Many of us use Google Analytics as our day-to-day analysis and reporting tool, it's provided enterprise level analytics to everyone, and turned a legion of website owners into quasi-statisticians.
However, it's not without its flaws and weaknesses. As I've been a Good Boy this year, here are the ten things I'd love to have from Google Analytics for Christmas.
Google Analytics is used by a significant number of online publishers
and businesses to track how internet users are interacting with their
But data is data, and visualizing how Google Analytics data relates to
specific pages can be a difficult task. So last week, Google launched
In-Page Analytics, which it hopes will make Analytics more useful by
adding "visual context" to data.
It would have been easy for Google Analytics to reveal how much traffic Google Instant is driving, but Google seems to be keeping this information under wraps.
Web analytics is still a missing art in many businesses, not just retail. Analytics is the last station on the investment train ride and is often compromised to pump more money into direct revenue generating digital marketing like PPC.
But why would any sane person put more money into something they don't fully understand and for which KPIs may not be optimised? It seems a strange decision.
My gut feeling is that there are too few optimisation specialists Client-side who really get web analytics 2.0. Dashboards are created and reports circulated to tick the analysis box yet limited insight is provided.
If conversion for referral traffic has dropped off the cliff, is that good or bad? I don't know. Even your data doesn't know but hidden within are nuggets of insight, you just need the focus and perseverance to find them.
This blog looks at a few examples of how data can be turned into insight to drive commercial decisions.
Some of the most talented search people in the business are in the UK market and although it’s relatively small there is a lot of competition. So if your campaigns aren’t being managed correctly, you could be falling behind.
Here are five ways you can assess your Pay Per Click (PPC) Agency, even if
you don't have direct access to your campaigns…
Companies are investing more in both people and technology in order to make more sense of the web analytics data they gather, with almost half of firms plan to increase the number of employees in this area over the next 12 months.
This is just one of the findings of Econsultancy's Online Measurement and Strategy Report 2010, produced in association with Lynchpin.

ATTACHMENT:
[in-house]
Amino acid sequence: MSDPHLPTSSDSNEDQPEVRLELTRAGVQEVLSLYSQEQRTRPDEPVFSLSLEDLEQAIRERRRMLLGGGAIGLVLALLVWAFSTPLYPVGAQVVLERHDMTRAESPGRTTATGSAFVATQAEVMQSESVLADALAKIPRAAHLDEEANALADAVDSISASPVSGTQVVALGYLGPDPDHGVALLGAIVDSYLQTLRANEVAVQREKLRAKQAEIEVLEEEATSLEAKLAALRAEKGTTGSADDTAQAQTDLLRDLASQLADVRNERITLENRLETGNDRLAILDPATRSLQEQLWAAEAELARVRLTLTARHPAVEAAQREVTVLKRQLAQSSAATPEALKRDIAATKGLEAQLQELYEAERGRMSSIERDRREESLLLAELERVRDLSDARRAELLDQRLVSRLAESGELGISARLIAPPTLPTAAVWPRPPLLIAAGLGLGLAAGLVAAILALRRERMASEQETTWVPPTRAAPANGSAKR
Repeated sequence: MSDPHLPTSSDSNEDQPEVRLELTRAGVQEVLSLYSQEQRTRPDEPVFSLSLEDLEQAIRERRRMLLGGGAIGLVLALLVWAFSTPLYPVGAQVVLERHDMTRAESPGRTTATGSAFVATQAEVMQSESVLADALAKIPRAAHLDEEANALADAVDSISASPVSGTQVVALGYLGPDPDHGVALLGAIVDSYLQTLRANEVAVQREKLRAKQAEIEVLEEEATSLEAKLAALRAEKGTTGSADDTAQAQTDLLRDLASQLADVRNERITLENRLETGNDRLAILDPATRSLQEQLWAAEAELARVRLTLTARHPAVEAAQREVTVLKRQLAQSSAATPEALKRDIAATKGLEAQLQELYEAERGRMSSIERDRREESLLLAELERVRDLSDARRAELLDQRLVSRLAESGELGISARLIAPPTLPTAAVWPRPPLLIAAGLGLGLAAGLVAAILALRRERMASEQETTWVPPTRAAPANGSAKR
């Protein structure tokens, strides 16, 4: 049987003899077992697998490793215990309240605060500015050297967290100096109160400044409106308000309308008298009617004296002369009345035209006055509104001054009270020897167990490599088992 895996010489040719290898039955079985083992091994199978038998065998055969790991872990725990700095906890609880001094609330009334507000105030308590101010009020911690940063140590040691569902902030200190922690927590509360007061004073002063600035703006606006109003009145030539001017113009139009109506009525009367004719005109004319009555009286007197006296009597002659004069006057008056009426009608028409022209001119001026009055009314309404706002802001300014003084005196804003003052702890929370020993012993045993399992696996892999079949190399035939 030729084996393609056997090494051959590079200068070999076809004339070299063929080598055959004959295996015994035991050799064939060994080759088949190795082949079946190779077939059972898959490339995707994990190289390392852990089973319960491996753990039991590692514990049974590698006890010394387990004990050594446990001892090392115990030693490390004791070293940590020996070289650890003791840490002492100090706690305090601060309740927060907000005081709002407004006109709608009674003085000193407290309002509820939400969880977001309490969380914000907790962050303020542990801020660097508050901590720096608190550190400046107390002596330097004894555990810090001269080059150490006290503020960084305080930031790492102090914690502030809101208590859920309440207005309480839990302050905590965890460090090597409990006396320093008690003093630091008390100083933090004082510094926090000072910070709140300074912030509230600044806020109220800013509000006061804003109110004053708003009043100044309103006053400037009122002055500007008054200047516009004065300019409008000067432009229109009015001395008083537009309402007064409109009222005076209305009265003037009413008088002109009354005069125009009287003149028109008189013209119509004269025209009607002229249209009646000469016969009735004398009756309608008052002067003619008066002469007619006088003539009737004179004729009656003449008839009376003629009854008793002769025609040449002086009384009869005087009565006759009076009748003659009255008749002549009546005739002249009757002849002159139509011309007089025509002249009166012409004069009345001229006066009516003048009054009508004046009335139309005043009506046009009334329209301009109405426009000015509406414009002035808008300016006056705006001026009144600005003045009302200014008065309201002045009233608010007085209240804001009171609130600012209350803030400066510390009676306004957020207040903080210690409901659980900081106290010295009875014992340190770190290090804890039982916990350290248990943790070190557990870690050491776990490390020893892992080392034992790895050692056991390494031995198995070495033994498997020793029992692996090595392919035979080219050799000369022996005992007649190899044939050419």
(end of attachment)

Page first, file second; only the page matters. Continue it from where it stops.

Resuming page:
Here are a few highlights from the report...
If you’ve read the Selfridges Site Review, you’ll know that during
testing, I came across a quite a severe bug. This bug displayed a
confusing error message at the checkout when I was trying to place my
order, but also charged my card at the same time. What fun.
Inspired by this, I've written about four simple & easy to implement ways to reduce onsite errors, whilst making your Helpdesk staff's job a bit easier.
When it comes to online advertising and tracking conversions, the first click is often just as important as the last click. And sometimes, it's not even about clicks per se. But unfortunately many advertisers only track the last click.
Google is hoping to change that for AdWords advertisers with a new feature it introduced earlier this week called Search Funnels.
Google Analytics is one of the most popular analytics services for online publishers, especially smaller publishers. And for good reason: it has most of what the average publisher needs, and it's free.
But Google Analytics is offered, of course, by Google, and Google is no stranger to privacy complaints. That means that Google often has to look for ways to prove to the world that it cares about privacy. One way it's planning to 'protect' user privacy: allowing internet users to opt out of being tracked by Google Analytics.
This is part three of a four-part series on how to use Google Analytics to track Telephone Leads.
Part one described the overall call tracking system. Part two explained how the data can appear in Google Analytics. Part three (this one) will start on the technical side and explain how to get the phone numbers on your site to switch according to the route to site the visitor has taken.
The final part, yet to be written, will explain how to get the data from the telephone call into Google Analytics (this is the CallTrackID bit).